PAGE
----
H = heat flow

Q = heat

L = length

A = cross sectional area

= temperature variation

k= constant that depends on the material




Specific heat capacity (theory)

Specific heat capacity (examples)







Heat Flow

Heat flows at different rates, in different materials. Certain materials, like copper, are very good at transmitting heat. The dimensions of the material also have an influence: materials with larger cross sections will be more efficient a transmitting heat. The direction of heat flow is from hot to cold; the larger the difference in temperature between 2 places , the faster heat will flow. The formula below summarises all these ideas and more:

The units are J/s = W


1) What is the heat flow through a copper rod 1m long with a cross section of 0.05 m2 , if one end is at 350 K and the other is at 200 K?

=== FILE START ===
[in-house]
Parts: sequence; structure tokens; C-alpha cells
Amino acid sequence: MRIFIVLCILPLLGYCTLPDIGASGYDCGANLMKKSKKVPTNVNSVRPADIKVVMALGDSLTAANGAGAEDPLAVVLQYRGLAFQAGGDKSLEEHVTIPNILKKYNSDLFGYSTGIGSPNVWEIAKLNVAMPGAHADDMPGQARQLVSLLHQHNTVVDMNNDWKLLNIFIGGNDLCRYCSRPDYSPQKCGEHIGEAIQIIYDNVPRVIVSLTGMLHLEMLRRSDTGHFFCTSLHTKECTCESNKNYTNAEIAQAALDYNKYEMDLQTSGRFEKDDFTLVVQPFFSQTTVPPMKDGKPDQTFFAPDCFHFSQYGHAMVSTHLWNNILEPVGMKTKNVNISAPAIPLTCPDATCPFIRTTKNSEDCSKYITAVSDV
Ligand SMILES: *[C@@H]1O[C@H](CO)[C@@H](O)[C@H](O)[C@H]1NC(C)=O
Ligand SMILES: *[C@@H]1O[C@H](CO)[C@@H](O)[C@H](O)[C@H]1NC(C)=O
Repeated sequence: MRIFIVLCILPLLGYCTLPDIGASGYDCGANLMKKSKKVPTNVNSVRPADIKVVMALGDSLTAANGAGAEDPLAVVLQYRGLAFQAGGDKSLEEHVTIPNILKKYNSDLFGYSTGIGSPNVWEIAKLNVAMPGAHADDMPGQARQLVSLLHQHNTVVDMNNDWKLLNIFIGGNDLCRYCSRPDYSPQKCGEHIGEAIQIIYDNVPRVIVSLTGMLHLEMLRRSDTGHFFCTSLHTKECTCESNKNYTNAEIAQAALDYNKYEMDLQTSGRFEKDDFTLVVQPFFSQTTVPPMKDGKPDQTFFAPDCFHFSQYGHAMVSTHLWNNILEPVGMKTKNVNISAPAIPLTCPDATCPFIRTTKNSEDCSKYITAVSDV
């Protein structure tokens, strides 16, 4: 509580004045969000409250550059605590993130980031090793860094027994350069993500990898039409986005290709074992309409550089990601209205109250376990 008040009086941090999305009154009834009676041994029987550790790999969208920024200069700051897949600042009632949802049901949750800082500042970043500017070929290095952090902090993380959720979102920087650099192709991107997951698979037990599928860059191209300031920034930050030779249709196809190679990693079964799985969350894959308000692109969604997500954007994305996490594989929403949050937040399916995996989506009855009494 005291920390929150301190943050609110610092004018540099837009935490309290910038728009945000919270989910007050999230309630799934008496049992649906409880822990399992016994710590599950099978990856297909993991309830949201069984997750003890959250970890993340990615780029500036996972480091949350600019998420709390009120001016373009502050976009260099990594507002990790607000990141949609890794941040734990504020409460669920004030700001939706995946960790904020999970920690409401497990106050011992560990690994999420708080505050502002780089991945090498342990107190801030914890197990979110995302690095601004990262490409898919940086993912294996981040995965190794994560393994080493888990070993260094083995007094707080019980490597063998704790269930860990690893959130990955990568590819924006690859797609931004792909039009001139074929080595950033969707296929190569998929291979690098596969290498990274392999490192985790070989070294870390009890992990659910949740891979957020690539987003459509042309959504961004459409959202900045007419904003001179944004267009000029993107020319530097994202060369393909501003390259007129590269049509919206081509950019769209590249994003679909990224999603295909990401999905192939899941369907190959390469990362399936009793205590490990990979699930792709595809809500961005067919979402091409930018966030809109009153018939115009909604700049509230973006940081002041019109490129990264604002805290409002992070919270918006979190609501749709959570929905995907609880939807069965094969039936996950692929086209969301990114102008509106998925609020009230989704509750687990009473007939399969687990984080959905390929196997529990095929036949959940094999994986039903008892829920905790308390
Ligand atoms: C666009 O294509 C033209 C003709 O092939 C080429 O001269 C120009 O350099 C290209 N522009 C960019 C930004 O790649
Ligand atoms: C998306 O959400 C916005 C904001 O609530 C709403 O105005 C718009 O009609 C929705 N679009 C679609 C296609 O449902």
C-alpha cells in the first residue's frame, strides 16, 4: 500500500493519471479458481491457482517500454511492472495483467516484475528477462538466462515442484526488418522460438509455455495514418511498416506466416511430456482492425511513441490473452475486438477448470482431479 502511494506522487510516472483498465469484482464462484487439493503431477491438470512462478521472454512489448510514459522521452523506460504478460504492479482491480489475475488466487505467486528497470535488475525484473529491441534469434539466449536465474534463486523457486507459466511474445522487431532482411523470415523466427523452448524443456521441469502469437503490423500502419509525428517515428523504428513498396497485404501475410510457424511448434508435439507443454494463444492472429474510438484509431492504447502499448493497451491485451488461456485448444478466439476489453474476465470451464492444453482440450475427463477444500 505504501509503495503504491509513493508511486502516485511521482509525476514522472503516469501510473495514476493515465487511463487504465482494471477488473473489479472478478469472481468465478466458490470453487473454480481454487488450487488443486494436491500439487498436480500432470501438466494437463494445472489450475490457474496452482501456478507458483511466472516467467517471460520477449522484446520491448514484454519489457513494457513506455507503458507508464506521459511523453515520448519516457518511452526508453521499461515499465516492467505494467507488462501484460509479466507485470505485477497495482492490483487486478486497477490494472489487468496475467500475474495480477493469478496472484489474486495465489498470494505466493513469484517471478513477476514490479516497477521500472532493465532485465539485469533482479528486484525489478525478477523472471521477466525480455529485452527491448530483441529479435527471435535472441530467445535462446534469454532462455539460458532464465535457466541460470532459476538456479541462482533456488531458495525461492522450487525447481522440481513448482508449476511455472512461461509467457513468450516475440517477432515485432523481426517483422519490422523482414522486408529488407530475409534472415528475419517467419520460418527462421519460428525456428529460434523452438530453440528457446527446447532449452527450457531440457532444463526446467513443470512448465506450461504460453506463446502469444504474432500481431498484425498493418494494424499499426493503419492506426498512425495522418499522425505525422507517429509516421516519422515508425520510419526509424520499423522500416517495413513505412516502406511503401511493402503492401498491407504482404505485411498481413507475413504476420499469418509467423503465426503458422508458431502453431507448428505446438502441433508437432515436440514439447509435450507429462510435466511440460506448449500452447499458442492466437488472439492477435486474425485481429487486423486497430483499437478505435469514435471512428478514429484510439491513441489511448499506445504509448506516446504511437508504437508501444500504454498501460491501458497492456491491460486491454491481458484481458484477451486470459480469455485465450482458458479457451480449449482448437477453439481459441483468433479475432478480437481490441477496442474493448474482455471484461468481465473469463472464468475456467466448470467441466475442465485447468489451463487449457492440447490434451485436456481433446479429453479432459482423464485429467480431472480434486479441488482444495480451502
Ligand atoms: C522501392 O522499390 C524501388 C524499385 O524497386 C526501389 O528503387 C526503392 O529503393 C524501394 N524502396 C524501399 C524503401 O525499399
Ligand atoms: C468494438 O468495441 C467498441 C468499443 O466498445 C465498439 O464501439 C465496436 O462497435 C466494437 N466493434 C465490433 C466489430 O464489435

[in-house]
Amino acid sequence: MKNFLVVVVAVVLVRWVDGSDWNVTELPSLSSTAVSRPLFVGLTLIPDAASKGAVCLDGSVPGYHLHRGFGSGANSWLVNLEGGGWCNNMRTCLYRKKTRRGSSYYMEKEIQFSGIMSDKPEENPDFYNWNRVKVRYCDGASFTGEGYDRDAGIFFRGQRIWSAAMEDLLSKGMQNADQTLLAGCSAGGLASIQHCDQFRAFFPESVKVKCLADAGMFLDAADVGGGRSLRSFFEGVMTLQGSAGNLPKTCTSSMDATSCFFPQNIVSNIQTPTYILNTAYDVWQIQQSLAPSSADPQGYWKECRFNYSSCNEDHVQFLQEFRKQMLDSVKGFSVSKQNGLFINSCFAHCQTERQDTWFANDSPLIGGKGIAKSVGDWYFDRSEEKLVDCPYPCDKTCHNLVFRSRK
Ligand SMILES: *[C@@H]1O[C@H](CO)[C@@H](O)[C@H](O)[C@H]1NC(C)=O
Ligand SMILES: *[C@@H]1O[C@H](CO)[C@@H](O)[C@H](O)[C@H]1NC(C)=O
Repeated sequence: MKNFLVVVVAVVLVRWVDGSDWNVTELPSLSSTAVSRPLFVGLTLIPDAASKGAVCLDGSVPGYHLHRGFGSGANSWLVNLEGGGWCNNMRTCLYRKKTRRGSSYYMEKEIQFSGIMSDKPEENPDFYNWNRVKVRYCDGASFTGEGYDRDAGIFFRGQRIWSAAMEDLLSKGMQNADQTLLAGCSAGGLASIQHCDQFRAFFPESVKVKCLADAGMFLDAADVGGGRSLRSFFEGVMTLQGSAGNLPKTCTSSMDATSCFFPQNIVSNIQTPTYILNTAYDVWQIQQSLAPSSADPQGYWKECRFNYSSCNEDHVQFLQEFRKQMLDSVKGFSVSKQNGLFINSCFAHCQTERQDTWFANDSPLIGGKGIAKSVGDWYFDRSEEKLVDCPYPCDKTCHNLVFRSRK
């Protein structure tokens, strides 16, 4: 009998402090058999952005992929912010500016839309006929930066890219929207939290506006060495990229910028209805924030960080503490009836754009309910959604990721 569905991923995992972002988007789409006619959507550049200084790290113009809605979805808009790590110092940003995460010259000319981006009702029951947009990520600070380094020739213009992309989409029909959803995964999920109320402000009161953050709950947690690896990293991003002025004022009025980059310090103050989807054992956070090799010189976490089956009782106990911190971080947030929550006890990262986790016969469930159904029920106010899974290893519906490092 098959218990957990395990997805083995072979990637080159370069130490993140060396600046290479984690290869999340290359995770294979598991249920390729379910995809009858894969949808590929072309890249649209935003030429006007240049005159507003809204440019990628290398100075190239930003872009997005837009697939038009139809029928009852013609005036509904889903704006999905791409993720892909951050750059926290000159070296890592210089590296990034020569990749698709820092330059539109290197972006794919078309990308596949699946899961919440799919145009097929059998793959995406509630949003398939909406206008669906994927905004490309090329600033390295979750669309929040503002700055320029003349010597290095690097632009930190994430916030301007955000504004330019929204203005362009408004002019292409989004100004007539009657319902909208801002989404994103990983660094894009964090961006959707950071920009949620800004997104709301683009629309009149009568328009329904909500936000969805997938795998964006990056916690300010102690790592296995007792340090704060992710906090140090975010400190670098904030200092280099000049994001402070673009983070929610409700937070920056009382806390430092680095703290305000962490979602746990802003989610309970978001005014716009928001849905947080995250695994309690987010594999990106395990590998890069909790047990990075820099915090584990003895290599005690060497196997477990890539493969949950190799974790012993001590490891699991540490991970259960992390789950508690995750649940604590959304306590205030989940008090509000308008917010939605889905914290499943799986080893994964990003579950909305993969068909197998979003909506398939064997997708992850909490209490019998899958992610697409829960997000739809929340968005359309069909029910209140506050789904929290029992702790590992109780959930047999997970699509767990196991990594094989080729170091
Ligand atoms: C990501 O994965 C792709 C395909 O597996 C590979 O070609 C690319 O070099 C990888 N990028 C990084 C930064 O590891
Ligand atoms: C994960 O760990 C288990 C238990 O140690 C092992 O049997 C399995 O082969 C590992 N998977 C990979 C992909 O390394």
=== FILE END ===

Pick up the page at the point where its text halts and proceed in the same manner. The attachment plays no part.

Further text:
What would it be the flow if the material was wood?

kcu = 380 W / mK and kwood = 0.1 W / mK


Copper: H = 380 * 0.05*150 / 1 = 2850 W

Wood: 0.1 * 0.05*150 / 1 = 0.75 W

2) Two rods with cross sections of 10 cm2 are joined together. One is made of copper (1 m long) and the other is made of steel (2 m long). Their opposite ends are held at 400K (copper side ) and 300K (steel side). What is the temperature and the heat flow at the junction between the two? kcu = 380 W / mK and ksteel = 50 W / mK


Heat will flow continuously from the copper side to the aluminium side, so that the heat flow must be the same in both rods. So, let's call Tj the temperature ate the junction:

380*(400-Tj) /1 = 50 * (Tj-300) /2

Tj=393.8 K

Calculating the flow :

copper rod = 380*(400-393.8)* 0.01/1 = 23.56 W

steel rod: 50*(393.8-300)*0.01/2 = 23.45 W

(the small difference is due to the rounding of the temperature to 393.8 K)